The Korea Herald


[Herald Interview] US states compete to lure Korean battery makers

Indiana promises hefty incentives in addition to IRA tax cuts

By Byun Hye-jin

Published : May 15, 2023 - 15:59

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Indiana Secretary of Commerce Brad Chambers (Lee Sang-sub/The Korea Herald) Indiana Secretary of Commerce Brad Chambers (Lee Sang-sub/The Korea Herald)

A growing number of US states are going all-out to attract lucrative production lines of Korean battery makers, with some of them offering hefty incentives in addition to the federal government’s tax cuts under the Inflation Reduction Act.

“There’s a national competition among some states. It really comes down to the whole package of what a state can offer,” Indiana’s Secretary of Commerce Brad Chambers told The Korea Herald in a recent phone interview.

Indiana has already been announced as the host of a $2.5 billion battery plant, a joint venture between Samsung SDI and Stellantis, in the city of Kokomo. With production set to start in 2025, the high-profile partnership is expected to create some 1,400 new jobs in the state.

As part of its ongoing efforts to create an electric vehicle ecosystem, Indiana recently committed to offering up to $3 million worth of incentives for Jaewon Industrial, a South Korean battery materials manufacturing company and a key supplier to Samsung SDI, to set up its first US plant in Kokomo as part of a $102 million investment plan.

Of the $3 million funding, $2 million will be given to the company as incentive-based tax credits once the plant hires more than 100 employees. Two of the grants worth $500,000 each will be offered for workforce training and research and development.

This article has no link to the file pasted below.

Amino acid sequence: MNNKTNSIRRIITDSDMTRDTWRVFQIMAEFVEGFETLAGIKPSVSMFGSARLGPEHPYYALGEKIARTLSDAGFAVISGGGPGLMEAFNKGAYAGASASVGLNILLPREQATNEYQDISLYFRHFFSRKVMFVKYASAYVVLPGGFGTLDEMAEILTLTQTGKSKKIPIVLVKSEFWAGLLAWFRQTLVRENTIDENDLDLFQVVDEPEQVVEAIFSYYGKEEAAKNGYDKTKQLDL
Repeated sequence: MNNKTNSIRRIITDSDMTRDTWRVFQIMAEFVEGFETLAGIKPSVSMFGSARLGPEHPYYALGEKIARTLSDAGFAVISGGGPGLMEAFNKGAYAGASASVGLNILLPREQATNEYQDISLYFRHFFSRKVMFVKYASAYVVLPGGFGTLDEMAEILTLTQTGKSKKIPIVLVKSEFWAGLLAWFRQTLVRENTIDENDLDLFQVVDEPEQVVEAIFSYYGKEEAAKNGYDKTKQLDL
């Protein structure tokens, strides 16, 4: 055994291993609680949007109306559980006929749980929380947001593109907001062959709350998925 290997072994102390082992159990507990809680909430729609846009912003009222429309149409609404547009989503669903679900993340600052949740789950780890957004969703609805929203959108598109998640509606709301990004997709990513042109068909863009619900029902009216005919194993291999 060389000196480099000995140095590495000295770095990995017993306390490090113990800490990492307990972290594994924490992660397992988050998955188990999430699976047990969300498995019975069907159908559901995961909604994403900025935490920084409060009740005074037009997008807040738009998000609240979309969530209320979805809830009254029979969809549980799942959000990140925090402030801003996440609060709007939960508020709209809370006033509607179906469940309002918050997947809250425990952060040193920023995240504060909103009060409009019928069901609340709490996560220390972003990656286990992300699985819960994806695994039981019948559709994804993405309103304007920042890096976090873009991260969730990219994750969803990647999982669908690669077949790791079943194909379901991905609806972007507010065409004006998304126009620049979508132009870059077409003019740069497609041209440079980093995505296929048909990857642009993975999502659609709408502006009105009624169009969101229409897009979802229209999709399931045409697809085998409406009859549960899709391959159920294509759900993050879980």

“The company’s plant is strategically located in proximity with Samsung SDI and Stellantis’ gigafactory, such that it cuts down carbon emissions from vehicle transport. It’s so close to the Samsung facility that they can use a pipeline to transport battery materials,” Chambers stressed.

As a top-tier company for recycling n-methyl pyrrolidone, or NMP, a type of solvent used in the battery manufacturing process, Jaewon Industrial also aims to recycle up to 100,000 tons of NMP once at full capacity.

“We’re excited to have the company here in Indiana after the conversations we had during my last visit to Seoul,” Chambers said, adding that Samsung SDI, which has closely worked with Jaewon Industrial in global operations, is highly likely to have suggested Indiana for its local production base.

Korean battery makers are investing heavily in North America to secure a footing in the burgeoning EV market there. But recently they are facing fresh pressure as United Auto Workers, a labor union representing some 150,000 workers at General Motors, Ford and Stellantis, are demanding wage hikes alongside claims that fast-paced electrification within the automotive industry is putting their jobs in jeopardy.

“I wouldn’t suggest that there’s an overarching challenge,” Chambers said in response to concerns about potential cost burdens for Korean battery makers. “Like any other businesses, the companies will be having conversations with the labor, other suppliers and local municipalities and states.”

He also expressed keen interest in hosting a $3 billion joint venture between Samsung SDI and GM in Indiana, hinting at heated competition among states. With plans to be operational by 2026, the two companies have not yet decided on a location.

Indiana plans to ramp up efforts to support the business expansion of Korean battery makers and other companies by launching a liaison office in Seoul by late summer.